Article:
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Why Family Matters report by Canara HSBC OBC Life
Dec 27, 2011 | 1784 VIEWS

Canara HSBC Oriental Bank of Commerce Life Insurance Company Limited, a joint venture between two of India’s largest public sector banks, Canara Bank and Oriental Bank of Commerce, and HSBC Insurance (Asia Pacific) Holdings Limited, released HSBC study ‘Future of Retirement: Why Family Matters’ in India.

The study reveals people’s outlook on retirement and the differences in the way people from different households plan for it. It highlights the gender gap between how men and women plan and how that gap might be influenced by differences in working patterns and the onset of children.

Key findings of the report:

. Parents in India are more likely than those without children to see retirement as a time of financial hardship.
. 32% of the parents do not have any life insurance.
. More than half the people aged 30-39 do not have any short-term savings.
. Only 30% of Indians in the age group 50-59 undertake tax planning. This is the time when the value of assets is generally the highest.
. Retirement planning in couples is more likely to be fully undertaken by men.
. Tax planning and inheritance planning remain low priorities.
. 83% of the Indian respondents were keen to pass their wealth to their children when they die, yet 85% of the parents never made a will.

John Holden, CEO, Canara HSBC Oriental Bank of Commerce Life Insurance Company said, “Many financial needs are driven by key life events – including getting married and having children – and as the family is central to these life events, it is an important consideration in building a picture of an individual’s long-term financial needs. What emerges from the study however is that people both globally and in India are putting their families at risk by failing to make a proper financial plan in accordance with their needs. At the same time, people who have financial plans in place, have evident gaps with large numbers of younger families without life insurance in place, while many still overlook the need to build retirement savings especially women across all age groups who continue to lag behind their male peers and women are left exposed to financial hardship in later life.”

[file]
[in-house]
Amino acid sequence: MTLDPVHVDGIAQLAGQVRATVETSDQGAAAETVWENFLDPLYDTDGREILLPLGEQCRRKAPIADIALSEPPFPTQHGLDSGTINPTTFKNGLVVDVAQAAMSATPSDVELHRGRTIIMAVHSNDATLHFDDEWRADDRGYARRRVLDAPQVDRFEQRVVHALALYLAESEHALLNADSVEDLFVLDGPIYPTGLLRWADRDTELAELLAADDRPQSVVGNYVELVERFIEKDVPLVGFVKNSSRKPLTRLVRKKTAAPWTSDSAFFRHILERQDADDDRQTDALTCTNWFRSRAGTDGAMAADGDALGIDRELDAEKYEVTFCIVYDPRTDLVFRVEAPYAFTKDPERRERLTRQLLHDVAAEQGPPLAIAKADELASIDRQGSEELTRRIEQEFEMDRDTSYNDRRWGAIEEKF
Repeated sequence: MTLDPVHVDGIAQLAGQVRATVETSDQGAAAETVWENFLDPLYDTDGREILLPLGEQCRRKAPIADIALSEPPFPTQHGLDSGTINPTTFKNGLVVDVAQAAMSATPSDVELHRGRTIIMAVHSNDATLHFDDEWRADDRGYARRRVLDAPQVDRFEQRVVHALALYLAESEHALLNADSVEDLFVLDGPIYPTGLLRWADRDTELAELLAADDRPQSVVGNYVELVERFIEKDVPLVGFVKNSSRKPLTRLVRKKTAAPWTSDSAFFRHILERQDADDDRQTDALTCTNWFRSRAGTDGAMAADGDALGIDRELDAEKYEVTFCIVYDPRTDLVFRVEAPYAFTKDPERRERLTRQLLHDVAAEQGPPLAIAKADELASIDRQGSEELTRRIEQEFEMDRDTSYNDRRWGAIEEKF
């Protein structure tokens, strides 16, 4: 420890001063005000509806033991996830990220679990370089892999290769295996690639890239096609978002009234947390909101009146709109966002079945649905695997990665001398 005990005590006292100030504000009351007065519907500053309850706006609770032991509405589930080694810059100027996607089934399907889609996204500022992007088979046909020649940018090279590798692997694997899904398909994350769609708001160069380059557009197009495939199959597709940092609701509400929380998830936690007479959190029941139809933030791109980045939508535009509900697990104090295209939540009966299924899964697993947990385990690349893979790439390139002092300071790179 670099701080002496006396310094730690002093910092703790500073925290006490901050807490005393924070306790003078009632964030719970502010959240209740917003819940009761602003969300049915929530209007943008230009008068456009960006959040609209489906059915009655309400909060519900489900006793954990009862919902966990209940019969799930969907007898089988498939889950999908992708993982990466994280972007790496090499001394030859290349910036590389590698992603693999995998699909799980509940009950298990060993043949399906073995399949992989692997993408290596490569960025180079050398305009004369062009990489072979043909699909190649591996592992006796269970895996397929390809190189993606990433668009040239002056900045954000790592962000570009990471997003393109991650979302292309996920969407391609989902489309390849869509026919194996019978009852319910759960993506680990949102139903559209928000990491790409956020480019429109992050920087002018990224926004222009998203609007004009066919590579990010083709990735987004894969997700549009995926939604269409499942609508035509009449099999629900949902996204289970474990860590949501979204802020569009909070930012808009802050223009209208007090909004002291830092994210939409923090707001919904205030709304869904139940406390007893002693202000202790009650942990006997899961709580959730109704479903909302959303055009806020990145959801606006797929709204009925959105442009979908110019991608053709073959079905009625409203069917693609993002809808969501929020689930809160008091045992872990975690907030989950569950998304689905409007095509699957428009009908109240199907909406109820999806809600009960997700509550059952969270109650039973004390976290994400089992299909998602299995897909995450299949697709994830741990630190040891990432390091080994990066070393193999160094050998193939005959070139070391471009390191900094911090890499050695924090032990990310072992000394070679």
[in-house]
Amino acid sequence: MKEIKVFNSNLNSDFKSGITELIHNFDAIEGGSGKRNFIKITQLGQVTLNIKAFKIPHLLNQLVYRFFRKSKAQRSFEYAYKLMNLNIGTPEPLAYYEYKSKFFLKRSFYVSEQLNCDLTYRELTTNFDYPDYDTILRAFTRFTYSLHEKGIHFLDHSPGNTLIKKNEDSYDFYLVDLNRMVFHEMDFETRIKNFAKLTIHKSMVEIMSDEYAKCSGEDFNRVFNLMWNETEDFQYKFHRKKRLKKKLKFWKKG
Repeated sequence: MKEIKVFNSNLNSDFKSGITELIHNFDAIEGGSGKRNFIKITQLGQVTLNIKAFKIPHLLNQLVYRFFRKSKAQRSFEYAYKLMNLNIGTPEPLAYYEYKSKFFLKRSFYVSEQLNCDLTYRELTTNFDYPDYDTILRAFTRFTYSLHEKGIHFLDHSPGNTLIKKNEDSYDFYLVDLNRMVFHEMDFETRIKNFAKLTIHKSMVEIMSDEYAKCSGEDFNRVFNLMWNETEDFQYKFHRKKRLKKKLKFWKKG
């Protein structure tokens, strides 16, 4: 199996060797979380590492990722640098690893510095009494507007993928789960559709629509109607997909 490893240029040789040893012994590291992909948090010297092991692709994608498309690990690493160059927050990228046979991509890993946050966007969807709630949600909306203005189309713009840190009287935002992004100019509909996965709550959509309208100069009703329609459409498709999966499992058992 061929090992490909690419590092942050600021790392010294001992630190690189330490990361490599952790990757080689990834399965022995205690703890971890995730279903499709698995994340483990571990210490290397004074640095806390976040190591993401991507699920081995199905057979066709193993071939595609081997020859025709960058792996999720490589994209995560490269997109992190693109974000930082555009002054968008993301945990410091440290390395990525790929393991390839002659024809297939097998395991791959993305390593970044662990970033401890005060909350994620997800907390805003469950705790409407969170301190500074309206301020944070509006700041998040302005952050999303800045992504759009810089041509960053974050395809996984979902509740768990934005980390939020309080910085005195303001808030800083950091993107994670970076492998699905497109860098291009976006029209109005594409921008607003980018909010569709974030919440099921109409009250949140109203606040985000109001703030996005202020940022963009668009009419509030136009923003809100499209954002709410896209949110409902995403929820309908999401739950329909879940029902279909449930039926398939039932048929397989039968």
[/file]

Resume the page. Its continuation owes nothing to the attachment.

“Regarding consumer attitudes to financial risk, it is evident that investment risks are not understood well and gender differences exist that may again disadvantage women. Many people still prefer to apply a do-it-yourself approach to financial planning. Whilst this is positive that people are taking greater personal responsibility for their finances, people shouldn’t see this as a substitute for getting expert financial advice on how to make their money work as hard as possible,” he added.

The report also suggests how families can improve their future financial well-being:

1. Share your financial decision-making: Financial planning decisions like retirement and protection needs should be shared and discussed with your partner to ensure that both of you are well prepared.

2. Understand the importance of the life events and stages: Having children, saving for college fees, dealing with death or divorce etc are the various events that one should consider while reviewing or starting a financial plan.

3. Review your financial plan with a professional: Many people still prefer to do their own financial planning, with 43% not having approached a professional. It is important to get a professional to review your plan for any gaps or omissions.

4. Take a balanced approach to managing investment risk:  Balance the need to protect your investments in the short- and medium-term with the need to generate an adequate retirement income in the long-term.
 

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